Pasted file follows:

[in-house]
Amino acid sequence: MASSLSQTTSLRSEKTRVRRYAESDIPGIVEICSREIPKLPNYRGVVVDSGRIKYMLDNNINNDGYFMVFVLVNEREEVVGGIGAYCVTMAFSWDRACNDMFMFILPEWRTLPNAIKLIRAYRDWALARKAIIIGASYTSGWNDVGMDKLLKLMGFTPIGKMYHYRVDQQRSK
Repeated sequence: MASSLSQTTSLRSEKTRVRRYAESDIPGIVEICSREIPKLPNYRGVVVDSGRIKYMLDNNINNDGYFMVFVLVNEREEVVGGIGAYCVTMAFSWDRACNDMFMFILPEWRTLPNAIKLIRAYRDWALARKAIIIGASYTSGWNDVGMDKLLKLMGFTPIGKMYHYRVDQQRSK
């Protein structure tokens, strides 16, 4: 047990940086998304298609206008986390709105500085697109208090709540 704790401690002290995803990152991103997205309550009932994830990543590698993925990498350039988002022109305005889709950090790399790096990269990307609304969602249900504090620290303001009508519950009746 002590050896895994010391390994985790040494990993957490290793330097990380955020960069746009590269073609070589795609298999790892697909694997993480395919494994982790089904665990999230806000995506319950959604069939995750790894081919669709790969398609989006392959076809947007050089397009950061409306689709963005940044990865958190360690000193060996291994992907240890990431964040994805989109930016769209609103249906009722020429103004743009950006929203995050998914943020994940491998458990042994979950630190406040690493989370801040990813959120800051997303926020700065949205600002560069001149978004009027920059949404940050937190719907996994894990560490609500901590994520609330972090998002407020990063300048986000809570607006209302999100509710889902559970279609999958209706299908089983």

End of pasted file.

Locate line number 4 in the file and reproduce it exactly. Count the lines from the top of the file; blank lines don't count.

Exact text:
């Protein structure tokens, strides 16, 4: 047990940086998304298609206008986390709105500085697109208090709540 704790401690002290995803990152991103997205309550009932994830990543590698993925990498350039988002022109305005889709950090790399790096990269990307609304969602249900504090620290303001009508519950009746 002590050896895994010391390994985790040494990993957490290793330097990380955020960069746009590269073609070589795609298999790892697909694997993480395919494994982790089904665990999230806000995506319950959604069939995750790894081919669709790969398609989006392959076809947007050089397009950061409306689709963005940044990865958190360690000193060996291994992907240890990431964040994805989109930016769209609103249906009722020429103004743009950006929203995050998914943020994940491998458990042994979950630190406040690493989370801040990813959120800051997303926020700065949205600002560069001149978004009027920059949404940050937190719907996994894990560490609500901590994520609330972090998002407020990063300048986000809570607006209302999100509710889902559970279609999958209706299908089983």